This does not in any way diminish a local planning authority’s duty to maximize significant tree retention. If we work on the scenario that planning strategies will not change, where then will society’s next generation of urban forest come from?

Historical Allotment Development, Proportional to Urban Forest Development:

It is appropriate to consider our urban environment as an evolving canvas of urban forestry development. There are very few areas of the state, let alone the city, where we are blessed with a reasonably intact population of remnant vegetation dominating the area. Burnside may be considered in this light however it’s an illusion to believe that the visual character that we see today has always been that way. The urban environment is contrived by the will and fortitude of individuals within the community.

There is a correlation between the legacy of large allotment size to the diminishing urban forest of today. Through the foresight of others comes an expectation and therefore a burden to the next generation that this ‘leafy green’ suburb must be retained to maintain the character of the area. It is sad that high property values within areas of large allotments and lush gardens leads to a greater level of desirability resulting in higher infill development pressure. Most of these large allotments can be sub-divided into numerous single allotments resulting in a degradation of the urban forest.

Of note is the lack of remnant trees within the more established areas of the city such as Toorak Gardens, Tusmore, Dulwich, and Beulah Park. This is one of many areas of the city where urban development was consistently dense and rapid. Even by 1936 housing stock and landscapes were well established. There are quite a number of allotments within Toorak Gardens and Tusmore where allotment size has dictated the style and extent of the landscape, which we see today (contrived or not).

The character and amenity created by these well-maintained gardens has increased the property values leading to an expectation of greater potential land sale value. This in turn leads to an expectation of unhindered development potential where property values can be maximized. Retention of established trees or vegetation on an allotment is more often than not considered an impediment to realizing that potential.

Allotment Size to Potential Urban Forest Expansion:

There is an obvious link between infill development/reduced allotment size and the reduction in the sustainability of our urban forest. A breakdown of allotment size within Burnside indicates that most suburbs are capable of withstanding a higher rate of infill development. Figure 4 indicates the rate of new development available within that suburb. If you compare that with the actual potential allotment sizes available under Council’s current Development Plan (Figure 5) then it’s not hard to see that the percentage of urban forest retained will be seriously compromised and worse still the availability of open space capable of sustaining an urban forest for the future significantly reduced. (Figure 6) Is an indication of potential implications of infill development within large allotments?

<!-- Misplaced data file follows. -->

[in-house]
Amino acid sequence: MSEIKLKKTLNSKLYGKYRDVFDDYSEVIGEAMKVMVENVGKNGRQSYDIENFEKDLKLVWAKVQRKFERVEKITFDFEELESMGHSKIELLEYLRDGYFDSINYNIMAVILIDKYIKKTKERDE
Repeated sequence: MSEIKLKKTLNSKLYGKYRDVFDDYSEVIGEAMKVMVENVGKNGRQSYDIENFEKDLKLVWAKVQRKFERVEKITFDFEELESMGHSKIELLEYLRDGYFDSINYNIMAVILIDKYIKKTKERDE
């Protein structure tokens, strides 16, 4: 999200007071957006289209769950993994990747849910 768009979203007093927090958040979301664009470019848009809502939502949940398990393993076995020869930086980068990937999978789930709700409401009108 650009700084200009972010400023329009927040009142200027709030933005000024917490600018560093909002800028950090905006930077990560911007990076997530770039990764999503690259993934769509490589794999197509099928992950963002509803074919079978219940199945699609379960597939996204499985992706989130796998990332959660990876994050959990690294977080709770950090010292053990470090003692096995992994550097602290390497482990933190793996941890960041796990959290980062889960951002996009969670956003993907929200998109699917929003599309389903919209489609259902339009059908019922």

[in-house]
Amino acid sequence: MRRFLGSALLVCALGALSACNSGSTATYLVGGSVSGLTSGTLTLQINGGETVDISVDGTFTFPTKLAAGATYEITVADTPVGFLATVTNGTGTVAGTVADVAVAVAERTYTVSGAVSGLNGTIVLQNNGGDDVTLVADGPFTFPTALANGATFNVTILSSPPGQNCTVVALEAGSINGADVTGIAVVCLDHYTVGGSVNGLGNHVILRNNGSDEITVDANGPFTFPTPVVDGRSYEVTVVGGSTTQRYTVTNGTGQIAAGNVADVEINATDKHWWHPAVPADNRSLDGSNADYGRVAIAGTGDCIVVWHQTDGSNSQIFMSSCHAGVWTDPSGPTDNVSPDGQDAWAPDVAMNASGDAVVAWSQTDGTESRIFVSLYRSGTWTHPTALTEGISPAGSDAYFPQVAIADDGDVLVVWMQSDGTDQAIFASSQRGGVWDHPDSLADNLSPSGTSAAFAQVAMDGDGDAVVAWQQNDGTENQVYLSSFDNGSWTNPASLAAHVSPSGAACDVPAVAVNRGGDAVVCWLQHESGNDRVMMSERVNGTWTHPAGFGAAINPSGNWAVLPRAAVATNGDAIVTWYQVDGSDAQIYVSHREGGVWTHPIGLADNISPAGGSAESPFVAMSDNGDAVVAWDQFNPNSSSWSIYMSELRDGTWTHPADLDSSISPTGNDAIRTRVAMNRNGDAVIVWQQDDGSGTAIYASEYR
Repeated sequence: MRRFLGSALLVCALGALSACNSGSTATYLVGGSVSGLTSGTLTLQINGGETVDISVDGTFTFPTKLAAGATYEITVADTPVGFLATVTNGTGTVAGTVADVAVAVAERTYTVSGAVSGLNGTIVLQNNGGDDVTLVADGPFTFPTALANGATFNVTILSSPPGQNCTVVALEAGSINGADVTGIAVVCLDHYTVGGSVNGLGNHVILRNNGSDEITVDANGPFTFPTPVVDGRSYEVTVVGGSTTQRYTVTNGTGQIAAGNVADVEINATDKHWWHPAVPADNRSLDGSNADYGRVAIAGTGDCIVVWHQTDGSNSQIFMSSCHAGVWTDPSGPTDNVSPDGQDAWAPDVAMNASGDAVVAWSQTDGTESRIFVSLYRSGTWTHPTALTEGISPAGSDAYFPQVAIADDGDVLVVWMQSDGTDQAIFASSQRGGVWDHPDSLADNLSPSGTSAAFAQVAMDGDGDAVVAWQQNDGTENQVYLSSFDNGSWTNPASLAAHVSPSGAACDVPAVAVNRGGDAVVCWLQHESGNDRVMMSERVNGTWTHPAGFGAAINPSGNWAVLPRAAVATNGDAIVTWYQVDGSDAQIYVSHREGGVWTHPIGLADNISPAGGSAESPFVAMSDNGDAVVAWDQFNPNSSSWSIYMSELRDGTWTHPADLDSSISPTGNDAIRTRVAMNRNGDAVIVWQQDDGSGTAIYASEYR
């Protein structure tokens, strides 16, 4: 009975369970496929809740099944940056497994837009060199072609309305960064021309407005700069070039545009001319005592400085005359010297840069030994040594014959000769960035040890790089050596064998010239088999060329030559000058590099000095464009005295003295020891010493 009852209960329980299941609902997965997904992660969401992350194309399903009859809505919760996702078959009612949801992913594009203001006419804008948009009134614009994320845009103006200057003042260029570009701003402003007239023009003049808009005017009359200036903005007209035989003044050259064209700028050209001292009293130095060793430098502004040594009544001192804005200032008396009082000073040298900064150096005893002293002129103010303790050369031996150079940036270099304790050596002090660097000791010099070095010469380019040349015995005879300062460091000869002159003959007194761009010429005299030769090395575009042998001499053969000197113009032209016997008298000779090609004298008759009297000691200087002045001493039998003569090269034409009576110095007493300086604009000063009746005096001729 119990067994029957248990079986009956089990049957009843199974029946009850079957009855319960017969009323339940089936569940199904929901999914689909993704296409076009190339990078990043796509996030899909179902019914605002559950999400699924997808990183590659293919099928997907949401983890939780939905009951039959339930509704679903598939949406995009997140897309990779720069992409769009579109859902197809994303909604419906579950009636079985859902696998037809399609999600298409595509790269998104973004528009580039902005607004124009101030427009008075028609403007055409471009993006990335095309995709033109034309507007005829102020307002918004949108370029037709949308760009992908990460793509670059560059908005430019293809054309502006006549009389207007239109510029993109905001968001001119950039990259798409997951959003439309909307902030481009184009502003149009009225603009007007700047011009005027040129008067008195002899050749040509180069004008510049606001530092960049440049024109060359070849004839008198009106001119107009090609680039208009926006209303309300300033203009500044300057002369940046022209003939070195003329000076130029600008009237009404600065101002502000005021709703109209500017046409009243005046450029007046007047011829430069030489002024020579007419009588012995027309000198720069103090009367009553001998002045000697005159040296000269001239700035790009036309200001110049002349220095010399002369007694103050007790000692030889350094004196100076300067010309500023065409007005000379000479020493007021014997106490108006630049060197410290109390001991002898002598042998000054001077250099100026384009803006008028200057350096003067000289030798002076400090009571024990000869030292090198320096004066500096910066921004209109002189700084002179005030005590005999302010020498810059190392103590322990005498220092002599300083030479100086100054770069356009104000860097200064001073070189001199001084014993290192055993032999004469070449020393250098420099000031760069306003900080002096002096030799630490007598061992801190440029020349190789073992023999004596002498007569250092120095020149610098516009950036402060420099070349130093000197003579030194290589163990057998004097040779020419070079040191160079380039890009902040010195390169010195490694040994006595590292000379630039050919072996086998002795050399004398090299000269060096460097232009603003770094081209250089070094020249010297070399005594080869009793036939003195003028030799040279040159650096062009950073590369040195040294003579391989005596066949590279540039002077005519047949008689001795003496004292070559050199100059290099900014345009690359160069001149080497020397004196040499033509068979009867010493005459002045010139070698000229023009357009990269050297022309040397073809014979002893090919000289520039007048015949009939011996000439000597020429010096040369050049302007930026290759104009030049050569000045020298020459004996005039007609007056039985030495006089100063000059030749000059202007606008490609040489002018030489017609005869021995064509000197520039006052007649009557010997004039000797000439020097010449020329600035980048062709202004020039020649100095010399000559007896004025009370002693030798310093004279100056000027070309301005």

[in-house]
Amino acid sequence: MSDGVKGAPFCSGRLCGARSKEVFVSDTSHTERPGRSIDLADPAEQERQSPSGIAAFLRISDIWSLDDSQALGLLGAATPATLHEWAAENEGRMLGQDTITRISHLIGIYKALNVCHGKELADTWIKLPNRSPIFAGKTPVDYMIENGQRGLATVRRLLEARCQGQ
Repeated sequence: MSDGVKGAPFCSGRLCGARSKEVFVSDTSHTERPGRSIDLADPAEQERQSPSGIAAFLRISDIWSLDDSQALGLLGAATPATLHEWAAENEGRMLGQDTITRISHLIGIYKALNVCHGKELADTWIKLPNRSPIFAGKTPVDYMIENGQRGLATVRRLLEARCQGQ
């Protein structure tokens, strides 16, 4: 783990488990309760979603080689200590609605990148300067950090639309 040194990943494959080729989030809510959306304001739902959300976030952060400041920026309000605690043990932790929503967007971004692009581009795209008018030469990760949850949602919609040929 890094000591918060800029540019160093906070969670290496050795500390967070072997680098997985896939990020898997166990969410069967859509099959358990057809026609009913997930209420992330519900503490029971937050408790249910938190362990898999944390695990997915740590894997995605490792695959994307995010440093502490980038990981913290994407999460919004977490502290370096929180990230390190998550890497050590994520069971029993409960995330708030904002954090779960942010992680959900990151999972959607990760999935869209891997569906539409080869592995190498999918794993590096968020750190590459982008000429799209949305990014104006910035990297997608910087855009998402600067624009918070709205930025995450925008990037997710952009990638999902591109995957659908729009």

I would suggest that Councils similar to Burnside would be confronted with an increasing level of conflict driven by allotment size to development potential. I do not see how local authorities will be able to manage an appropriate balance between meeting state planning strategies and maintaining the character of a local area without some innovative controls created within their Development Plans, or the investigation of alternative approaches to expanding the urban forest to other areas. This will be discussed further and goes to the heart of whether the current tree controls are sustainable.

Figure 4

Figure 5

Figure 6

Our Future Urban Forest: Fundamental Shift in Burden / Benefit

I believe that the retention of the single as opposed to the mass will be to the detriment of our urban forest. If this is the case, where will the next generation of urban forest come from and where are there opportunities to maintain and expand our declining ‘urban forest’?

Even though Council authorities have some ability to direct the style and character of development within private land they are ultimately powerless to dictate the level of development occurring. If the market place dictates the architecture of the day, then that’s what will be built; if a planning authority through their development plans allows for infill development to proceed within the those guidelines, then that will occur. When planning regulations state the percentage of open space should comprise more than 50% of the plot ratio, then that will occur as well.

However no planning authorities within the state have the authority to dictate what type of vegetation is restored to a site as part of the development. We assess landscape plans attached to developments and sometimes condition particular species of trees within the renewed site, but in fact this is an invalid form of conditional approval. Why can’t we condition the retention of non significant trees on sites where the development is not infill development, but renewed development, such as home extensions or tree removals based on tree health and safety alone.

If it’s a given that the total available area considered as open space within an allotment will decrease as expected, then, is there any real opportunity available to renew a vegetation type other than upright small to medium sized trees within courtyard gardens.

It seems from the number of applications that I have assessed that landscape architects can be very narrow-minded and conservative in their recommendation of replacement species. This is supported and driven to some extent by a nursery industry that promotes tree species of little biological importance. I believe that the nursery industry as a whole have been complacent in providing the community with good alternatives to the stereotypical exotic monoculture. For that matter I hear people cry out for the promotion of indigenous species as an alternative to this stereotypic vegetation, but where are these indigenous alternatives? Where does consistency of form and variation within the species help the cause of indigenous tree use, when compared to a tree that has been under intensive cultivation in one form or another for hundreds of years? Is it enough to hang your hat on a particular species of tree just because it is indigenous to an area and then expect property owners to accept it on those merits alone? I am a strong advocate of indigenous vegetation, but it has to be in context with the realistic constraints of the urban environment. There is an answer.